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Yemen: the three-sided fight for control of Sana’a

Twenty-three people were killed in heavy shelling in Sanaa on Tuesday bringing the death toll to 76 in three days of clashes as a three-sided fight rages for control of the Yemeni capital.


Elite forces loyal to President Ali Abdullah Saleh, the embattled leader struggling to fend off a popular uprising, attacked the base of a renegade general who has been protecting demonstrators occupying one of the city’s main squares.

At the same time, deadly clashes took place between official forces and fighters loyal to a leading tribal chief who has vowed to depose Mr Saleh in the upmarket Hadda district of the city.

Fighting was fiercest at the Kentaky traffic circle just over a mile away from the demonstration square, where the government forces have formed a front line against the defectors, led by Gen Ali Mohsen.

Four of the dead were renegade troops. Government snipers have been targeting former colleagues on the other side of the line.

Two civilians were killed in a shopfront after one of the shells, fired from a hillside encampment of the pro-government Republican Guard, missed its target, Gen Mohsen’s 1st Armoured Division headquarters.

Anti-government protesters were enraged by photographs of a 10-month old child killed by a bullet to the head a day earlier that were published in national newspapers.

The most serious fighting that Sana’a has seen for months was triggered by an impasse in Gulf sponsored peace negotiations that would see Mr Saleh hand over power.

An opposition attack on a base of the Republican Guard, which is led by Mr Saleh’s son, Ahmed Ali, drew a blistering response from the loyalists. The clashes then drew in militias loyal to Sheik Sadeq al-Ahmar, the leader of the city’s largest tribe, who has defected to the opposition but kept his fighters under check.

Diplomats described the violence as a provocation followed by a disproportionate government response that would not break the stalemate between the two sides over negotiations.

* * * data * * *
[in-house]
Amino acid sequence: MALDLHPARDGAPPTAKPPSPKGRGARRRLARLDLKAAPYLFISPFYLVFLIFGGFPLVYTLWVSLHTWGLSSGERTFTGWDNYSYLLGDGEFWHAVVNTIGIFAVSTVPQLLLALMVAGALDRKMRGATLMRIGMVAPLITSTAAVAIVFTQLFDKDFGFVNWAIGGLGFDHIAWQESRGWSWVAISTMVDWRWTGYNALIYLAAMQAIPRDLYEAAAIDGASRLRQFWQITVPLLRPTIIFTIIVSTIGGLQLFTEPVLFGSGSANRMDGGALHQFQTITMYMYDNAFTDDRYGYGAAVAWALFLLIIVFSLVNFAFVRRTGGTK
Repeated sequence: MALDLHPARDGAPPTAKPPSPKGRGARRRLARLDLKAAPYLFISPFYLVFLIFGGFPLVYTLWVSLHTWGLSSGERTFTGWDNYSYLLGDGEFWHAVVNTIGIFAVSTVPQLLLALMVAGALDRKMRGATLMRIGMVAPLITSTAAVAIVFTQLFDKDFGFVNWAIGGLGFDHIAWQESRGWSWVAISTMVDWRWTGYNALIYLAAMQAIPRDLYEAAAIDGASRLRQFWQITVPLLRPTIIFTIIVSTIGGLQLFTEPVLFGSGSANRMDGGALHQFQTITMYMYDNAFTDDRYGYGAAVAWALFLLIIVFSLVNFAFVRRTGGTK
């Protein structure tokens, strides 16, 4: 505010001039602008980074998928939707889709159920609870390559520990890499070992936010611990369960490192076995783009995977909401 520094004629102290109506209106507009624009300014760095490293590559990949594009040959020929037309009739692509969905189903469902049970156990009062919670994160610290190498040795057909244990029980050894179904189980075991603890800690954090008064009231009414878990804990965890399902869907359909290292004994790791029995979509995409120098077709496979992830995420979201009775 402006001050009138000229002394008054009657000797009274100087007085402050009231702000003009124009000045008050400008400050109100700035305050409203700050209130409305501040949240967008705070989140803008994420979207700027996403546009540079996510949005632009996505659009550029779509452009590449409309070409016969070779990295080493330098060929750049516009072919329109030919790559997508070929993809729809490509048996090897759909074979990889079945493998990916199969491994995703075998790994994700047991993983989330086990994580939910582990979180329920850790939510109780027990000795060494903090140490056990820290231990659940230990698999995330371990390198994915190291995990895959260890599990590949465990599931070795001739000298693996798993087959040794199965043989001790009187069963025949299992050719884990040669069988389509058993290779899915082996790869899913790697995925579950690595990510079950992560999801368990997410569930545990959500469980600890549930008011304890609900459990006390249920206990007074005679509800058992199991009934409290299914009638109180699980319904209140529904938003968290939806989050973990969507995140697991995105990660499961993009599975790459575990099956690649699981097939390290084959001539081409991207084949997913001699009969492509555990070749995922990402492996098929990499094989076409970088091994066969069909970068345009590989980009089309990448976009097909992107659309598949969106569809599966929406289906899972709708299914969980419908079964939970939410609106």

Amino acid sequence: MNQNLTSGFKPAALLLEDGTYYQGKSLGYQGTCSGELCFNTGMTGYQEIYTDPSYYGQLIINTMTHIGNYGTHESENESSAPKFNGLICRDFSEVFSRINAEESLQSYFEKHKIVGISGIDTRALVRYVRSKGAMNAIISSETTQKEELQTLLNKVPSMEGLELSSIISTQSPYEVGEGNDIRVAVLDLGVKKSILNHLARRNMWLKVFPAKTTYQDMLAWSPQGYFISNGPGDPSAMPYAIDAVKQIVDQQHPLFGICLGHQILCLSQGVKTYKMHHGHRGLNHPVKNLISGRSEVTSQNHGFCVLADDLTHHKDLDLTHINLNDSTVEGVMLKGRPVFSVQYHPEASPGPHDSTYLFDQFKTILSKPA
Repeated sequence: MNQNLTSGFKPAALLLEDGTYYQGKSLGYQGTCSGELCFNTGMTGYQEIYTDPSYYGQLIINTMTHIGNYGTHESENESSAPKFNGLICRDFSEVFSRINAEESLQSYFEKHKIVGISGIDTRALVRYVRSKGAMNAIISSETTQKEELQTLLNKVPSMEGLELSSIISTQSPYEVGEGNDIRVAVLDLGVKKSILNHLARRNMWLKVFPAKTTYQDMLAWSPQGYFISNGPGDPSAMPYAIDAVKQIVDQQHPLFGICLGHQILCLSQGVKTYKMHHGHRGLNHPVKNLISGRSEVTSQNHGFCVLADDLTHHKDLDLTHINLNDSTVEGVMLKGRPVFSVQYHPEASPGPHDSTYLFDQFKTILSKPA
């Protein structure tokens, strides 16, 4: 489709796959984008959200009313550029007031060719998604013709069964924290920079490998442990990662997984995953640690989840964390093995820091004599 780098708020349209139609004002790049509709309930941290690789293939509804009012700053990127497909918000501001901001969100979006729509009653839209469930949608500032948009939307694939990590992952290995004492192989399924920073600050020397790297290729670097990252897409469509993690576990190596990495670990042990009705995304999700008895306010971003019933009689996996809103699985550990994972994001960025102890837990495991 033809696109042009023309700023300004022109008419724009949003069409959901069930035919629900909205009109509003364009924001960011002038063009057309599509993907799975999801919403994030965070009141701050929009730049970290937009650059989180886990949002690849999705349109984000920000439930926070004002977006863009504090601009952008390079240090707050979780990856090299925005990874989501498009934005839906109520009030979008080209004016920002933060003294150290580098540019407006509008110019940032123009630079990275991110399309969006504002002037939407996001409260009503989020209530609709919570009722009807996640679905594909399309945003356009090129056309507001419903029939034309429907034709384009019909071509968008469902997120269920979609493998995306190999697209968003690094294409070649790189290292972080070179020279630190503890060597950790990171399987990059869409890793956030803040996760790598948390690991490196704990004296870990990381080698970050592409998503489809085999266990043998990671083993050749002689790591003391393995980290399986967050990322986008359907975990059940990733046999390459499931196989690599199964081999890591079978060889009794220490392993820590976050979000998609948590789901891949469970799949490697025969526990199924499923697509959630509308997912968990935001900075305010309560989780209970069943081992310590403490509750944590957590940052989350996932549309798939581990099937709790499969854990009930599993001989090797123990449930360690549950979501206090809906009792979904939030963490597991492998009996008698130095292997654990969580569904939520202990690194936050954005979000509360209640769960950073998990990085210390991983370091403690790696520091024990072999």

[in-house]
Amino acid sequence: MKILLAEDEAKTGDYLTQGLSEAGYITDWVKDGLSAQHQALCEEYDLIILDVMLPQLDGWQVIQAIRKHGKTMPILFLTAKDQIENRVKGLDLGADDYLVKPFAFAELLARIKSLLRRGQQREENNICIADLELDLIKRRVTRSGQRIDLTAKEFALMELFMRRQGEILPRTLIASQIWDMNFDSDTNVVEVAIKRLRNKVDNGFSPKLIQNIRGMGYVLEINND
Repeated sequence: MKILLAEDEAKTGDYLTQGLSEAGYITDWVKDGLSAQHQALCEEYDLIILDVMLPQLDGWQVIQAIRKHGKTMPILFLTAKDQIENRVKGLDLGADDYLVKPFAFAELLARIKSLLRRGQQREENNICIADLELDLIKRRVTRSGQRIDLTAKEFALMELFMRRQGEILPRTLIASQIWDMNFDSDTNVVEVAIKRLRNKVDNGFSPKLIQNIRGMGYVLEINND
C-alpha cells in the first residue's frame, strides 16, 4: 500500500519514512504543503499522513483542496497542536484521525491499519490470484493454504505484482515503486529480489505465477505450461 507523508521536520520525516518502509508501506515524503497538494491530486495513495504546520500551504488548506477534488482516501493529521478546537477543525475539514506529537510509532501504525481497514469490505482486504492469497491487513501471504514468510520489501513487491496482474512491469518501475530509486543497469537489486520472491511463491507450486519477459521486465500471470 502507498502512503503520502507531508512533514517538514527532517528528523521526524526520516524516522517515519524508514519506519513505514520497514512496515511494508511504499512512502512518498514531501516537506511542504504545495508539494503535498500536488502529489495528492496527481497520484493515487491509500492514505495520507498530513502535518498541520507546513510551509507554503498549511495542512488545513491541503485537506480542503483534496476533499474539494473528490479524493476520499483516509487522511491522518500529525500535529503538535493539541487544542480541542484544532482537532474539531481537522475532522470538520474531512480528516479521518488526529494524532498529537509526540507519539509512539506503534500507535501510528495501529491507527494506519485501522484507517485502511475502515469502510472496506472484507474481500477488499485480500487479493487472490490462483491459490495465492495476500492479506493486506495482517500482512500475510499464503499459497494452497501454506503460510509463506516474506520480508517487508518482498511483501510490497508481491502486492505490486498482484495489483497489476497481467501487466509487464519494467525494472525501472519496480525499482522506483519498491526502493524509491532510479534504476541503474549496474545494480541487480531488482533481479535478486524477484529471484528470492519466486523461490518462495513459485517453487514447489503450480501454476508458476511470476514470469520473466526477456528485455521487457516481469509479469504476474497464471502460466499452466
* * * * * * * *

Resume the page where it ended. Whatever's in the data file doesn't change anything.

“There are spoilers on both sides who are not looking for a compromise or maybe aren’t getting what they want from a compromise,” said April Longley Alley, senior analyst Arabian Peninsula at the International Crisis Group. “Maybe they feel they could achieve more by escalating right now.”

Yemen’s economy has largely collapsed since the protests began in January. More than $1 billion of international aid and humanitarian assistance has been suspended as foreign donors acted to ensure that the money was not propping up a dying regime.

Mr Saleh was forced to take refuge in Saudi Arabia after an artillery attack on his compound caused severe burns and shrapnel injuries. But he has fought a dogged rearguard against losing power in exile and secured important support from the oil-rich kingdom.

But while Saudi Arabia has sent millions of barrels of oil and military teams into Yemen, it has not delivered a diplomatic breakthrough.

In the absence of a deal, the dangers of a spiral of violence has grown. For the moment all sides are publicly committed to a negotiated settlement.

The bloodletting coincided with the arrival in Sana’a of Jamal Benomar, the UN envoy to Yemen to seek backing for an international road map for the transfer of power.

Filed in: World News

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